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Mass vaccination clinics in Woodbury County are over, for now at least
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Mass vaccination clinics in Woodbury County are over, for now at least

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First responders get COVID-19 vaccine (copy)

A vial of the Moderna vaccine for COVID-19 is shown during a January vaccination clinic at the Woodbury County Emergency Services office in Climbing Hill, Iowa.

SIOUX CITY -- Mass COVID-19 vaccination clinics in Woodbury County ended this past week, at least for the time being. 

The last of such clinics in the county was held at the Siouxland Expo Center on Thursday. 1,400 doses were available to those who needed their second shot. 

"We do not have any mass vaccination clinics beyond what we did yesterday," Tyler Brock, deputy director at the Siouxland District Health Department, said on Friday. "It doesn't mean that we can't put something together if the need arises. There is some possibility if some approval for vaccine for younger kids gets done, that maybe we can do something on a larger scale." 

Brock stressed that vaccines remain very much available -- virtually every pharmacy in the city now offers vaccines to anyone age 16 and over, in some cases without so much as an appointment. Vaccines are also widely available at clinics and doctors' offices. 

"We're just not doing it in that (mass clinic) format," he said. 

Kevin Grieme, the Siouxland District Health director, said he expects vaccines for people as young as 12 to be approved at the federal level perhaps as soon as mid-May, but more likely late May. 

The county's mass public vaccine clinics began with crushing demand -- appointments for the very first clinics, held on Feb. 10 and 12 at the Tyson Events Center, were all claimed within minutes of registrations coming available.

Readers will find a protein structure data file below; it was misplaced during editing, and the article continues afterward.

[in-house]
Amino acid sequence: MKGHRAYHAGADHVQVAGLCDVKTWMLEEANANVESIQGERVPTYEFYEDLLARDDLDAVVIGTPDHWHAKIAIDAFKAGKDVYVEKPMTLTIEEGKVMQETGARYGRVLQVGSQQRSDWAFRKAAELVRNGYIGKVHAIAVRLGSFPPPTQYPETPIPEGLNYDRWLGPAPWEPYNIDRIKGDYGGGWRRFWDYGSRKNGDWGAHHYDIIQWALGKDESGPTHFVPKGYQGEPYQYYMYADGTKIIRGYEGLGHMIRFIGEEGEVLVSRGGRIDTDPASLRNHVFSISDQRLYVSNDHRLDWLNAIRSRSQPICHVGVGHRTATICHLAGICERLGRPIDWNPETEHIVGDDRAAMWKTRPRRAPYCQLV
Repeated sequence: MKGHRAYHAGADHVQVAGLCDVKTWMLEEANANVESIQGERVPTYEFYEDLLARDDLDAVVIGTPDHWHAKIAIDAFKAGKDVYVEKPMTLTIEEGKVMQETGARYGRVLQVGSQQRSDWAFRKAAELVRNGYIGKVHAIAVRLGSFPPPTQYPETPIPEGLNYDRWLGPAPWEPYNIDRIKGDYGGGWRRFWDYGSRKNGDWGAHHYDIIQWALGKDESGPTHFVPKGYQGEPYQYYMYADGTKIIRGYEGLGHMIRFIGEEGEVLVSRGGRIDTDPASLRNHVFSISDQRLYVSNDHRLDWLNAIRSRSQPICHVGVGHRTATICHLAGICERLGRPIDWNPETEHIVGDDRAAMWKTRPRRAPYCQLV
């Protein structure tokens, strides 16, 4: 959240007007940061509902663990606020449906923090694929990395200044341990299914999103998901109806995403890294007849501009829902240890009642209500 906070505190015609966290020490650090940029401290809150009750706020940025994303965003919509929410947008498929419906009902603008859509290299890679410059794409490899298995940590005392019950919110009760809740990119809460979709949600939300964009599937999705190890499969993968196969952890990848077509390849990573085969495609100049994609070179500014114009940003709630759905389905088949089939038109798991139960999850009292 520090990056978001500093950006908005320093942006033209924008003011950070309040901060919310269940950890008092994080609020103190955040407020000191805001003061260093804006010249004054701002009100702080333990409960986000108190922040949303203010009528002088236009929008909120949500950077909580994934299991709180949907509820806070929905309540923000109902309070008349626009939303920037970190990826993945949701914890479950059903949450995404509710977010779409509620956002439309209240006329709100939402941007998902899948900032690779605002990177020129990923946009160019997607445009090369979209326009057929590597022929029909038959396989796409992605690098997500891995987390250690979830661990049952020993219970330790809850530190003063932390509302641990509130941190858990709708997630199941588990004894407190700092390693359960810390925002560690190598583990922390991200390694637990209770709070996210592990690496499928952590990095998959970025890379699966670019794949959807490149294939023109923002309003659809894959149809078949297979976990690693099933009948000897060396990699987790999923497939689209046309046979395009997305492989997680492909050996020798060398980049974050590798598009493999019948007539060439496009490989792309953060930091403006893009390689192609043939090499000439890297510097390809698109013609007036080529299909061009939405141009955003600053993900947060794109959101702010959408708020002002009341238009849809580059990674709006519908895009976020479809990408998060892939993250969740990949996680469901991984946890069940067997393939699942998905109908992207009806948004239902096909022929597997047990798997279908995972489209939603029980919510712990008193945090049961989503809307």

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At the time, vaccination was strictly limited to people over age 65 and those in select professions. Prior to that, the only people eligible to receive vaccines were front-line medical workers and long-term care facility residents. 

A few days later, District Health officials said that ineligible people had been signing up for vaccine clinics, and they planned to purge the appointment rolls of those who weren't yet eligible. 

Gradually the vaccine criteria expanded, and eventually came to include everyone age 16 and up. 

Demand has slumped since those earliest clinics, as the most-eager residents have already received their shots. Woodbury County's mass vaccination clinics went from madhouse to ghost town. 

"People aren't showing up, people aren't signing up for them," Brock said. "We had 800 appointments available on Tuesday evening, and we had 175 people sign up." 

Health officials and politicians have expressed concern in recent weeks over vaccine reluctance, though Grieme took a more optimistic view of the matter. He said there have been Woodbury County residents who initially looked askance at the vaccine or weren't interested, but subsequently "changed their mind" and decided to take the shot. 

"We would like more people vaccinated, but I think one of the other parts is, that there are certain individuals that, it's not that they're not going to, they just want to wait a little bit," he said. 

In other vaccine news, the Johnson & Johnson vaccine might return to Woodbury County. The single-dose shot hasn't been available here since the Centers for Disease Control & Prevention and the Food & Drug Administration recommended a pause on the vaccine, after a small number of people developed a rare blood clot. The Iowa Department of Public Health quickly followed suit, issuing a statewide pause. 

The IDPH lifted the pause later in April. Grieme said the J&J vaccine is ideally suited for people who might be seen only once and not turn up again -- it could be recommended to patients during visits to emergency rooms and urgent care clinics, for instance. 

"It'll probably start again at some point next week," he said. 

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